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The Rundown: October 9, 2007

A Wild Monday Night

Cowboys QB Tony Romo won his fifth straight game, despite committing six total turnovers.

Tony Romo was at his worst on Monday night. But, in the game’s final moments, rookie kicker Nick Folk was at his best.

In what can only be considered an instant classic, in the most exciting, pulse-pounding game of the season so far, the Dallas Cowboys went into a hostile Ralph Wilson Stadium, and came out with a last-second victory, 25-24. After throwing for two touchdowns and committing six total turnovers, Dallas QB Tony Romo was saved by critical offensive and special teams plays in the final minutes, to pull out the improbable victory.

Considered one of the best quarterbacks in the league after the first month of the season, Romo looked pedestrian, committing turnover after turnover. It was almost a comical performance by the Dallas quarterback, throwing for four interceptions in the first half, alone – one was even returned for a Buffalo touchdown. TD passes to TE Jason Witten and WR Patrick Crayton, however, kept the Cowboys in the game, and their perfect season alive.

With less than four minutes remaining, and the Cowboys down by 8, Romo needed to have a few plays go his way, and fast. A last-minute drive by the offense ended in a touchdown pass to Crayton with less than 30 seconds to play. With a failed two-point conversion attempt literally ripped out of the hands of Terrell Owens, it left the Cowboys down by two. With a desperation onside kick left as their only option, the ball bounced their way – a miracle recovery by Tony Curtis at the Bills’ 47-yard line kept their hopes for a win intact.

After two plays moved the ball to the 35-yard line with :02 remaining, the game rested solely on the foot of rookie kicker Nick Folk. Having kicked a career-high 47-yard field goal earlier in the game, he was asked to, not only pull out a victory from the jaws of defeat, but save Romo from the worst QB performance of his career.

Cowboys K Nick Folk kicked four field goals in their win over the Bills, including a wild game-winner.

With the game on the line, Folk kicked the field goal squarely through the uprights … but, to no avail.

For the third time in four weeks, a timeout was called before the ball was snapped. Bills head coach Dick Jauron was intent on freezing Folk, at least, for this one attempt. The ploy worked in Denver in week 2; it was again used successfully in Oakland in week 3. Would it work on rookie Nick Folk in Buffalo?

Folk stepped back onto the field, lined up to kick … and won it on another 53-yard field goal, to end a roller-coaster of a game.

Despite a 103-yard kickoff return for a touchdown by Buffalo KR Terrence McGee, and solid play from RB Marshawn Lynch and rookie QB Trent Edwards, the Bills lost an 11-point fourth-quarter lead with 12 unanswered points by Dallas, led by Folk’s two clutch field goals. With the Cowboys undefeated at 5-0, and looking forward to a showdown with the 5-0 New England Patriots next week, Dallas considers themselves blessed to come out of Buffalo with a win.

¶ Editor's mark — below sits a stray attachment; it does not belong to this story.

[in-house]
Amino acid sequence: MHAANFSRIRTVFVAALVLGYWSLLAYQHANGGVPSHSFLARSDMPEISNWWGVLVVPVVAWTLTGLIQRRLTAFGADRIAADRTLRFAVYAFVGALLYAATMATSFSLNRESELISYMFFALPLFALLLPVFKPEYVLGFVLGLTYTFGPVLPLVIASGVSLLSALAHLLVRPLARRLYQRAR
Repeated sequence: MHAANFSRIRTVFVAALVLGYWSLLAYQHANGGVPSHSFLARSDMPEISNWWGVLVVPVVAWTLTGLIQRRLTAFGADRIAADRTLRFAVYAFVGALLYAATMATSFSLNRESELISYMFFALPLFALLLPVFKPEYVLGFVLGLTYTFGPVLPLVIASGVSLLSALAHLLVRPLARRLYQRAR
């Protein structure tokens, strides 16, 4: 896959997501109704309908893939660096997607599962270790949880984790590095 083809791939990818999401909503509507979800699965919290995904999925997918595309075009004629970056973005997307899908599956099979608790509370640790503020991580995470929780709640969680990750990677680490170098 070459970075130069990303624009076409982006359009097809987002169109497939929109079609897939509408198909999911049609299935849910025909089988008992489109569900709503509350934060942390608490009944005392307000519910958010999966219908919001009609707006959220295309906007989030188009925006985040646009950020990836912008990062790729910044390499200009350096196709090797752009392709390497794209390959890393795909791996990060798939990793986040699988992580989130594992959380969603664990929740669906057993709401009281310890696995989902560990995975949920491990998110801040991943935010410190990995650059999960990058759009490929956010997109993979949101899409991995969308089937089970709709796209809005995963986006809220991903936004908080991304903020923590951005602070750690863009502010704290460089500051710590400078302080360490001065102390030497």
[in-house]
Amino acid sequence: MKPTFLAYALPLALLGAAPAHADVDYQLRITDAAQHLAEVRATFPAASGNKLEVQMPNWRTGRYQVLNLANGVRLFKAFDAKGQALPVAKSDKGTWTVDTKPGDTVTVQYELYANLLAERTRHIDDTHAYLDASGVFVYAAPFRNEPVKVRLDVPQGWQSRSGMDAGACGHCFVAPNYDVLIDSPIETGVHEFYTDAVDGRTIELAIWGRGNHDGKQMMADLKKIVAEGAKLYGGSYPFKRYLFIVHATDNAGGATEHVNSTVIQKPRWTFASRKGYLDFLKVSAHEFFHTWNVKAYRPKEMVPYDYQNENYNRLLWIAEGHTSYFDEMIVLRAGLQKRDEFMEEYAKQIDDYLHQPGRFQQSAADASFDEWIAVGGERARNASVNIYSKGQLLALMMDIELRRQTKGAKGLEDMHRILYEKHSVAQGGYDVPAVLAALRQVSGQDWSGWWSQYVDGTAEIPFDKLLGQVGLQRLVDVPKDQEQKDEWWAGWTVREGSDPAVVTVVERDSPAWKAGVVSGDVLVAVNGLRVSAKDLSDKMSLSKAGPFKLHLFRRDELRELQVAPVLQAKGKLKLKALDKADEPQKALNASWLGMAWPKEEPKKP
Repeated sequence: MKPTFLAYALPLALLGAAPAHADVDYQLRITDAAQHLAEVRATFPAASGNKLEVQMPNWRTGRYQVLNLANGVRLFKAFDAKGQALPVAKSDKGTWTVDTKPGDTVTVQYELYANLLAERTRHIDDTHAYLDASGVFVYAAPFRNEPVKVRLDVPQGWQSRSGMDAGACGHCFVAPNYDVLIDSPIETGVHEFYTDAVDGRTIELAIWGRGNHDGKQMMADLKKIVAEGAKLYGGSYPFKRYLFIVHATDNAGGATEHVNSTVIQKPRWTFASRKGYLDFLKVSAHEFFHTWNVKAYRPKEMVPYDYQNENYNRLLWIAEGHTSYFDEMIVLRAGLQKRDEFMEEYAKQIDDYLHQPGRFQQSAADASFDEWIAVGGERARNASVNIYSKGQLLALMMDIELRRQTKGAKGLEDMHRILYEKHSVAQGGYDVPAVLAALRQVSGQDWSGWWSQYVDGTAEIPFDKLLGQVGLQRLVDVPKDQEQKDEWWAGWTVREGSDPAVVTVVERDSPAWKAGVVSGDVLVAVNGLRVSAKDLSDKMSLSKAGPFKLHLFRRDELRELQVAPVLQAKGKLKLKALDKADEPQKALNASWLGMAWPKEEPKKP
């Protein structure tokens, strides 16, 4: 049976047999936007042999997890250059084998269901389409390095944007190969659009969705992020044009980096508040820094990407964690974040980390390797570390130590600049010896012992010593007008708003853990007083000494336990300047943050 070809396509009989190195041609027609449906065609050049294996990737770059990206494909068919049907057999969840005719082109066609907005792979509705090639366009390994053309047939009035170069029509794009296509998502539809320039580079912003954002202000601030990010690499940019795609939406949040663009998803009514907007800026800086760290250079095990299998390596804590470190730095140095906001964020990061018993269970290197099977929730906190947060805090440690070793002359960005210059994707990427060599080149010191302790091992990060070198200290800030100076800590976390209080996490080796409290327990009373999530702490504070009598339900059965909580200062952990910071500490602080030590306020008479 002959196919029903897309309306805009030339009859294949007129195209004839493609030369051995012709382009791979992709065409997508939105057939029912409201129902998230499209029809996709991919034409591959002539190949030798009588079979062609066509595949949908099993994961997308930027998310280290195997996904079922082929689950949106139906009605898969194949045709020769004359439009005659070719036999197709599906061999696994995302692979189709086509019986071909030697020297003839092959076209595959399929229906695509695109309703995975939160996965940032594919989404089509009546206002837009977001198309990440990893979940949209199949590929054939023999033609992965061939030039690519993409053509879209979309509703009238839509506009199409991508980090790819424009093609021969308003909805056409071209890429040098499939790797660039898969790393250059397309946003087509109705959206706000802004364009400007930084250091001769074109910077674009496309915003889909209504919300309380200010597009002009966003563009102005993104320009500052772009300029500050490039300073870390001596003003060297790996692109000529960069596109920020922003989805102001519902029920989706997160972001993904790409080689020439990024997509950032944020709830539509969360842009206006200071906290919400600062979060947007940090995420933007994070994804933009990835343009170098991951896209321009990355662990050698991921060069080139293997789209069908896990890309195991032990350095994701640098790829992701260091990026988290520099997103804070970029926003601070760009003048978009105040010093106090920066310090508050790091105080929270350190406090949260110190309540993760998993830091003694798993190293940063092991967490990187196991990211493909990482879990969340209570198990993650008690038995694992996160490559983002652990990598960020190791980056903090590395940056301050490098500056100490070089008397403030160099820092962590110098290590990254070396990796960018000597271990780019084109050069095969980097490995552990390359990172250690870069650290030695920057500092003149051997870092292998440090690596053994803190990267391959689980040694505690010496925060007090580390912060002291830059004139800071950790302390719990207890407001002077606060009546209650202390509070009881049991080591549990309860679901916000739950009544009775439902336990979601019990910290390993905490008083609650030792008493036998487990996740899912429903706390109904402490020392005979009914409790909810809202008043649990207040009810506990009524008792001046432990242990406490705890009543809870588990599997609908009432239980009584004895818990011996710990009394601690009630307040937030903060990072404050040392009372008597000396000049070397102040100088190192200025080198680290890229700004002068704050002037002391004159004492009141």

And, with the victory, some would say that a Folk hero was born on Monday night.


Yankees Lose Series, and (Possibly) Manager

With one futile swing by Jorge Posada, the New York Yankees were out of the 2007 MLB Playoffs. And, unfortunately, it just might cost a good manager his job.

Joe Torre may have managed his last game in his illustrious New York Yankee career.

The Yankees were in danger of missing the playoffs for the first time in more than a decade. They used an offensive explosion, in tandem with decent pitching performances, to rally from a 21-29 start, and a 14 ½-game deficit. Ultimately, the Yankees came within a half-game of the Red Sox for the division title, and, eventually, earned a wild card spot in the playoffs. With the best record in the league over the last four months of the season, the Yankees were looked at as a team to be reckoned with in the playoffs, heading into October.

Unfortunately for the Yankees, their biggest weakness came back to haunt them. In their Divisional playoff series against the Cleveland Indians, their starting pitchers gave up big runs at critical moments, losing in 4 games. Their ace pitcher, Chien-Ming Wang, couldn’t withstand the Indians’ offensive onslaught in Game 1, allowing 8 runs on just 4 and two-thirds innings pitched. Relief pitcher Joba Chamberlain faltered in the eighth inning of Game 2, giving up the tying run on a passed ball. The game ended in the eleventh, after Luis Vizcaino gave up the game-winning single to Travis Hafner with the bases loaded. Game 4 saw Wang, once again, struggle on 4 runs on less than two innings pitched.

With the season officially over for New York, manager Joe Torre looks to be the sacrificial lamb, in the eyes of New York fans, as well as owner George Steinbrenner. His job security began to look shaky well before this year – under Torre, the Yankees hadn’t won the World Series since 2000, and hadn’t reached the World Series since 2001, losing to the Arizona Diamondbacks in 7 games. With the vast expectations of a $200 million payroll, as well as the gaudy expectations of the New York media, Torre has had the unattractive task of managing a team expected to win a World Series title every single year.